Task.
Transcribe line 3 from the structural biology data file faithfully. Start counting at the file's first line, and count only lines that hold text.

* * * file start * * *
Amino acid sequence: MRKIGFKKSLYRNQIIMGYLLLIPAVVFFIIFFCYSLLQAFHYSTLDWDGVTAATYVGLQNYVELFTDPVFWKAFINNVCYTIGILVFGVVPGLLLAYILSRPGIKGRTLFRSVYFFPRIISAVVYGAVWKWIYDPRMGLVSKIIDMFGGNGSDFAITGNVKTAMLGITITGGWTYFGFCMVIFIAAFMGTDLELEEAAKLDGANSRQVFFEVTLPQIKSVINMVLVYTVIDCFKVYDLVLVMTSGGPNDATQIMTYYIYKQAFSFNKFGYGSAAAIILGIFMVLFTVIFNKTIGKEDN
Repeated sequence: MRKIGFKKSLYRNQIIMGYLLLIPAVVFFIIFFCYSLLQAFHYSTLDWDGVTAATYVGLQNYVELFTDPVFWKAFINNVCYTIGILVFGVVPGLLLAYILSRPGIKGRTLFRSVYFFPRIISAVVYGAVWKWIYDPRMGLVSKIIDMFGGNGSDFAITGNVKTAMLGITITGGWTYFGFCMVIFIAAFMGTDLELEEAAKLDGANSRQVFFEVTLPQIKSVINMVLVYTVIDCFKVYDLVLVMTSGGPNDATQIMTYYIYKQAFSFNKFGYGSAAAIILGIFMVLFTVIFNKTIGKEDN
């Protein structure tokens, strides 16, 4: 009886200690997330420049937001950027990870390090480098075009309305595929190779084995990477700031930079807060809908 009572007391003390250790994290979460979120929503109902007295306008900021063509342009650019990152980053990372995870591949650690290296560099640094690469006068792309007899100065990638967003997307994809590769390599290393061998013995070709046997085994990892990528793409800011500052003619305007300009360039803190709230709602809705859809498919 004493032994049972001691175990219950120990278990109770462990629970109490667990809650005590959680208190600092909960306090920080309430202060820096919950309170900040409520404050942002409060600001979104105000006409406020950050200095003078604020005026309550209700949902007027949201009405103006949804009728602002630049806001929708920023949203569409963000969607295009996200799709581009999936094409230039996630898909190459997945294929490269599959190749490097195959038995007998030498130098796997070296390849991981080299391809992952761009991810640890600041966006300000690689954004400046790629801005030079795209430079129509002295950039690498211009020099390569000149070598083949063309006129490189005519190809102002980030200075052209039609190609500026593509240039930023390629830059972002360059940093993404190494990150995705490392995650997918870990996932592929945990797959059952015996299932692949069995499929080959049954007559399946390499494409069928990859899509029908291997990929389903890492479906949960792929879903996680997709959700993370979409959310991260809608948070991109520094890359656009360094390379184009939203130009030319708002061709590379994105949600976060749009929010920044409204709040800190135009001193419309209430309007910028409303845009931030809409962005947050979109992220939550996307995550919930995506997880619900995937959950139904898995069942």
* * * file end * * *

């Protein structure tokens, strides 16, 4: 009886200690997330420049937001950027990870390090480098075009309305595929190779084995990477700031930079807060809908 009572007391003390250790994290979460979120929503109902007295306008900021063509342009650019990152980053990372995870591949650690290296560099640094690469006068792309007899100065990638967003997307994809590769390599290393061998013995070709046997085994990892990528793409800011500052003619305007300009360039803190709230709602809705859809498919 004493032994049972001691175990219950120990278990109770462990629970109490667990809650005590959680208190600092909960306090920080309430202060820096919950309170900040409520404050942002409060600001979104105000006409406020950050200095003078604020005026309550209700949902007027949201009405103006949804009728602002630049806001929708920023949203569409963000969607295009996200799709581009999936094409230039996630898909190459997945294929490269599959190749490097195959038995007998030498130098796997070296390849991981080299391809992952761009991810640890600041966006300000690689954004400046790629801005030079795209430079129509002295950039690498211009020099390569000149070598083949063309006129490189005519190809102002980030200075052209039609190609500026593509240039930023390629830059972002360059940093993404190494990150995705490392995650997918870990996932592929945990797959059952015996299932692949069995499929080959049954007559399946390499494409069928990859899509029908291997990929389903890492479906949960792929879903996680997709959700993370979409959310991260809608948070991109520094890359656009360094390379184009939203130009030319708002061709590379994105949600976060749009929010920044409204709040800190135009001193419309209430309007910028409303845009931030809409962005947050979109992220939550996307995550919930995506997880619900995937959950139904898995069942």